Navvab based his theories about numbers on those of earlier Greek and Arabic scholars, stating that the 4 "souts" (main tones) corresponded to 4 elements (water, air, fire, earth). The 7 "perdes" (keys) referred to 7 celestial bodies. The interval between the 4 main tones was in 3 tones. Multiplying 4 by 3, we get 12, which corresponds to 12 mugams.

In his book, Navvab touches on the relationship between music and medicine, anticipating the modern profession of musical therapy. He wrote "All diseases are based on either cold or fever. If a disease is caused by cold, then joyous and merry music will help cure it since merriment brings warmth to the body. However, if the illness is based on fever, sad and quiet music would be appropriate, since sadness and pessimism cools the body."

Navvab also used his book as a platform for ideas about the proper positioning of an audience during a performance. "It is important that there be distance between the performers and the audience. The air between the audience and the performers will catch all unnecessary elements of music and pass on the very essence, the most wonderful part of it to the audience."

Acoustics fulfill a spiritual purpose, according to Navvab "It is also important that the performer should sit lower and the audience higher, since music is spiritual and its center is high in the heavens."

Likewise, Navvab was aware of the importance of the appearance of the performer. He wrote: "It is important that the performer be good looking. Otherwise, the audience will not enjoy the performance. If the performer is not good looking, he should cover his face with a veil."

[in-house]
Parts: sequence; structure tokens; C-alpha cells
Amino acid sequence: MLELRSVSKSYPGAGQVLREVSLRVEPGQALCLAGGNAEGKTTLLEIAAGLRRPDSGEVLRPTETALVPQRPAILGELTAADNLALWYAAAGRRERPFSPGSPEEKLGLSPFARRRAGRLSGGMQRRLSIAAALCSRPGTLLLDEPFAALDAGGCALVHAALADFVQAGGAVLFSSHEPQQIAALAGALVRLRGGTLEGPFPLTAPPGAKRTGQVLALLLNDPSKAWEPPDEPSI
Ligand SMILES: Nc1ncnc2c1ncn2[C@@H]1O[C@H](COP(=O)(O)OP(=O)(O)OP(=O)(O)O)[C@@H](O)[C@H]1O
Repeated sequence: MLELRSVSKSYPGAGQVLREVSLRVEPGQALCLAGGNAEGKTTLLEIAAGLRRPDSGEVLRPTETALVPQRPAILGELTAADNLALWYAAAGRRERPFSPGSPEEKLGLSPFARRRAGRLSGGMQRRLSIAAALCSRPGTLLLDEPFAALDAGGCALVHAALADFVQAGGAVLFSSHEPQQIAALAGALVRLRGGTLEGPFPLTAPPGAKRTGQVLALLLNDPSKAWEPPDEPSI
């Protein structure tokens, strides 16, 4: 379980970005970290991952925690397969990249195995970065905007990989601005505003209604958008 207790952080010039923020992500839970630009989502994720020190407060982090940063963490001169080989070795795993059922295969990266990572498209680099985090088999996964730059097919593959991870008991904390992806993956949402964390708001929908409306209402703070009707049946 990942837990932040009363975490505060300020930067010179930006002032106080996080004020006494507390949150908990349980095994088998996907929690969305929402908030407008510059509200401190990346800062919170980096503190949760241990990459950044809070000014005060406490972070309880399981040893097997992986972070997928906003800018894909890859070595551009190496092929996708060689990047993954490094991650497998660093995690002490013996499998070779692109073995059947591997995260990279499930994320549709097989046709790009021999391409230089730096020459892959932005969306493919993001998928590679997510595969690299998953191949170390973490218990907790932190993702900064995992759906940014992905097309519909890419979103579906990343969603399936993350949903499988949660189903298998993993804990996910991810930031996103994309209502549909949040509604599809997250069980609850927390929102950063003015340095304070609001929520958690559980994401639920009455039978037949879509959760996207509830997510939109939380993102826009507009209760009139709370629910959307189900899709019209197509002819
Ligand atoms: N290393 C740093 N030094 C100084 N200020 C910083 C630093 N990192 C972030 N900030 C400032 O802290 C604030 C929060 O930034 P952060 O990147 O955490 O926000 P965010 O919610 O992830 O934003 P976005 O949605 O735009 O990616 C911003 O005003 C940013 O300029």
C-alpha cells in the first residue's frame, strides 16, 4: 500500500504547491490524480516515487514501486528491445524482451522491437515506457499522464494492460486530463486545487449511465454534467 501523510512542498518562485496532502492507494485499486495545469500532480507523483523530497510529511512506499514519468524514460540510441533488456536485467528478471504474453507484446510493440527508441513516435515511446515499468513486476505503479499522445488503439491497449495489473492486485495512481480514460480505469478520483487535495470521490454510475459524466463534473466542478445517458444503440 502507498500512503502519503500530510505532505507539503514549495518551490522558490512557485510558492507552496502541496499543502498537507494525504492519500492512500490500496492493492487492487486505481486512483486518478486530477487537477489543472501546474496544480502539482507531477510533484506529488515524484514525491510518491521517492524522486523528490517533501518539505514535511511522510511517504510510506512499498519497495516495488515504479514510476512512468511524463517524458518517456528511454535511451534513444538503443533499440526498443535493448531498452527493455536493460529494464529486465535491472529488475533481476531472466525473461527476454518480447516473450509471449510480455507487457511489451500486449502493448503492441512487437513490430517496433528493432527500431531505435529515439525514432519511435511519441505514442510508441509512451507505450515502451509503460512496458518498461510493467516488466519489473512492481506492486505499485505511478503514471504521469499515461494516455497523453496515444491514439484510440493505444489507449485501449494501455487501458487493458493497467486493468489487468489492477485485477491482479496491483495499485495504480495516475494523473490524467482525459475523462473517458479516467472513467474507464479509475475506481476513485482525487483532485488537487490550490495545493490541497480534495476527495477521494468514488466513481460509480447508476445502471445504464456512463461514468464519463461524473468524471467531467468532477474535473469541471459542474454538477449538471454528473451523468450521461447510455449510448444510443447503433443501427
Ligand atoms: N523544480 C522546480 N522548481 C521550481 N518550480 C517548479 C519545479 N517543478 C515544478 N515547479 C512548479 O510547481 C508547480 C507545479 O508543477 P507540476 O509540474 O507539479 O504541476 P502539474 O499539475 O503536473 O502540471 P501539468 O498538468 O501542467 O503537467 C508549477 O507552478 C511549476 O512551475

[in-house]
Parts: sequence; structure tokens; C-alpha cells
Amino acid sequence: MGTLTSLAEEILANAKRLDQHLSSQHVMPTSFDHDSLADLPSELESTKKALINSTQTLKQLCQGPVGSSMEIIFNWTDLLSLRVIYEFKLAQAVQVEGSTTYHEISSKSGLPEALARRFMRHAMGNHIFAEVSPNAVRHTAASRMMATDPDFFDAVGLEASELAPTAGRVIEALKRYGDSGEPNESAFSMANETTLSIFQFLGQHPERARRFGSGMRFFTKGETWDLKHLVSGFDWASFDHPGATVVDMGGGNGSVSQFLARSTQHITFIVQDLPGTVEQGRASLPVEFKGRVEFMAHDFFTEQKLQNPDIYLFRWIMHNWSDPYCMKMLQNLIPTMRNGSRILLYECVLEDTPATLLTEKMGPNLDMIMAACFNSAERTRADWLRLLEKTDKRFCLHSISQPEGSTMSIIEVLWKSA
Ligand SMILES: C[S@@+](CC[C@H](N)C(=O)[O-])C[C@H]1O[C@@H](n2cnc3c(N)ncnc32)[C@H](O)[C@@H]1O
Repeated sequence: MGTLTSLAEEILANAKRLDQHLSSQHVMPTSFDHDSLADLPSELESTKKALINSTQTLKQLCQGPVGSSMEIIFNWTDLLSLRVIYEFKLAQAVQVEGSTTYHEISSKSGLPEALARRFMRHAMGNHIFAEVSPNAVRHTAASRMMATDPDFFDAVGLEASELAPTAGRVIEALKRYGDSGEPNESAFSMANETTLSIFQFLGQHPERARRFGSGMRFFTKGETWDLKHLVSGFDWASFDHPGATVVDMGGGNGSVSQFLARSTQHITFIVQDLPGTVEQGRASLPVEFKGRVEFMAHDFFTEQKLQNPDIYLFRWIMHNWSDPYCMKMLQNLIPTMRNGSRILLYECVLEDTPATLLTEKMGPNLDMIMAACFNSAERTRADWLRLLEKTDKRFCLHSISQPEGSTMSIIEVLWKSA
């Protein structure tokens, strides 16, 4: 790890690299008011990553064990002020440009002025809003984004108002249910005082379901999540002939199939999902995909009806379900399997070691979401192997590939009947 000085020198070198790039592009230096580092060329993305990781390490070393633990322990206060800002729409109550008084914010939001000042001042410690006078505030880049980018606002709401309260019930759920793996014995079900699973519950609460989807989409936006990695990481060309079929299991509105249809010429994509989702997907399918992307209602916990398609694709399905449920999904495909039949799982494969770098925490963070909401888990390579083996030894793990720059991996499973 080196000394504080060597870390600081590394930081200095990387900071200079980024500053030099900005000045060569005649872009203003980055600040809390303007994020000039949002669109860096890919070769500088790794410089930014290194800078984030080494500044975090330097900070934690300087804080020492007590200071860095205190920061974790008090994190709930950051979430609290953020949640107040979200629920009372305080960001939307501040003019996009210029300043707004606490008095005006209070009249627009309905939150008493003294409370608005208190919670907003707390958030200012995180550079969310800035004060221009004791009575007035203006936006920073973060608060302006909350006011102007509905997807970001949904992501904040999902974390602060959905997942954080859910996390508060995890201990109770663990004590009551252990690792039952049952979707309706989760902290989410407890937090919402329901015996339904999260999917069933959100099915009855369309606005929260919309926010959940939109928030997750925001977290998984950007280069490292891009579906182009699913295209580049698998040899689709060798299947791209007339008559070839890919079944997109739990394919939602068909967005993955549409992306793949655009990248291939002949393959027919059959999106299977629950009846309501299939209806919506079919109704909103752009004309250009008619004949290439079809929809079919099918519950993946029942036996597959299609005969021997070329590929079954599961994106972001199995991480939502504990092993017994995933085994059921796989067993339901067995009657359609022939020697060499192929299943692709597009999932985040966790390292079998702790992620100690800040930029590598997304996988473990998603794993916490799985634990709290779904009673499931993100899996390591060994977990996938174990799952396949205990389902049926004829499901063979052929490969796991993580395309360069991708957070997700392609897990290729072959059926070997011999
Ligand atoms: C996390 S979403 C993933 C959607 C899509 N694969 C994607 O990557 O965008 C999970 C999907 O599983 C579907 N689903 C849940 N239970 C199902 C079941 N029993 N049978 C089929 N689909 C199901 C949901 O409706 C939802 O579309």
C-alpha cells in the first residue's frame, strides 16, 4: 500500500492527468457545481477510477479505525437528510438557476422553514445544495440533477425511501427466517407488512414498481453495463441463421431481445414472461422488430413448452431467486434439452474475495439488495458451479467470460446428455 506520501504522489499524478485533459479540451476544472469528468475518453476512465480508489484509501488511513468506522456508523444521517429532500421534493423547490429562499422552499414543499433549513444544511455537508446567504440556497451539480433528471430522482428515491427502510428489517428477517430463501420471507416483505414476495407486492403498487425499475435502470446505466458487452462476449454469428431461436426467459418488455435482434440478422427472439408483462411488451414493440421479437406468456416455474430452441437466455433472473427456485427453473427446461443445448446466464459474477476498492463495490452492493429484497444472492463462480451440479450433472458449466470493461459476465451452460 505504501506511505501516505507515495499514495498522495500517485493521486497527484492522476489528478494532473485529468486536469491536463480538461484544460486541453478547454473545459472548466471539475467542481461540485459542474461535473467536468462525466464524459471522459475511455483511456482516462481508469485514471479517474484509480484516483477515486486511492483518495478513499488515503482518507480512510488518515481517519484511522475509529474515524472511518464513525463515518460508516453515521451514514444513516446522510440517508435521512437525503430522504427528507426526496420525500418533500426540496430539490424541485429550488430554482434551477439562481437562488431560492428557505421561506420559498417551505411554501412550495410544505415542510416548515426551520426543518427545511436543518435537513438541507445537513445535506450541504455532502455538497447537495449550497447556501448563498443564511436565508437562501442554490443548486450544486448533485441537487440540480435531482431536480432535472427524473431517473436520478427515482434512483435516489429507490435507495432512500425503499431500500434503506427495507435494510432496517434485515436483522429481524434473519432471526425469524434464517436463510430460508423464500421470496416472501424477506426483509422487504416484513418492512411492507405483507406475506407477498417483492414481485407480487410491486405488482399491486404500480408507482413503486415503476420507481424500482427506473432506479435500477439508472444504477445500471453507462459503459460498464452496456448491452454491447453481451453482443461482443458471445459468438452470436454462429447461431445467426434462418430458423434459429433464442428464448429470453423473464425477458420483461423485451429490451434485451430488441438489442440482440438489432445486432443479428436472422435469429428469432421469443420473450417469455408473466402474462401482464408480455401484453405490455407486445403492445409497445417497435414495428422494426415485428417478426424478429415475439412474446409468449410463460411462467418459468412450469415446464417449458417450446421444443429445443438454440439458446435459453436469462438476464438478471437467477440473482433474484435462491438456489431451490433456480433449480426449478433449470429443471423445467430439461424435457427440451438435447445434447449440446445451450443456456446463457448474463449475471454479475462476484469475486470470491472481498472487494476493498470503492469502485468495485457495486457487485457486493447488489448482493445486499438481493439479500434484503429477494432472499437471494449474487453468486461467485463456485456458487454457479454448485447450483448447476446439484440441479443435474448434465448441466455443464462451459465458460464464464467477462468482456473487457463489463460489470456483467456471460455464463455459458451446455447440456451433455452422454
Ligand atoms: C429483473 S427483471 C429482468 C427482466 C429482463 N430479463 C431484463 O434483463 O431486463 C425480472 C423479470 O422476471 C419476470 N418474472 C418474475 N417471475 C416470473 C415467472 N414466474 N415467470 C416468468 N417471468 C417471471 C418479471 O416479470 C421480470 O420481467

Urmavi, Maraghayi and Navvab were not the only Azerbaijani musical scholars, but they are the ones most often named as the three masters of this discipline. Any student who wants to understand some of the early history of Azerbaijani music must become familiar with the ideas and works mentioned above. By attempting to approach music scientifically, these scholars began to articulate and define some of the fundamentals upon which Azerbaijani music is based today.

Zemfira Safarova wrote her Ph.D. thesis on "Azerbaijan's Music Science from the 13th-19th Century." She has published the following books on the subject- Safiyyaddin Urmavi (1995) and Abdulgadir Maraghayi (1997). She is currently preparing the reprinting of "Vuzuhul Argam" by Mir Mohsun Navvab.

From Azerbaijan International (5.4) Winter 1997
© Azerbaijan International 1997. All Rights Reserved.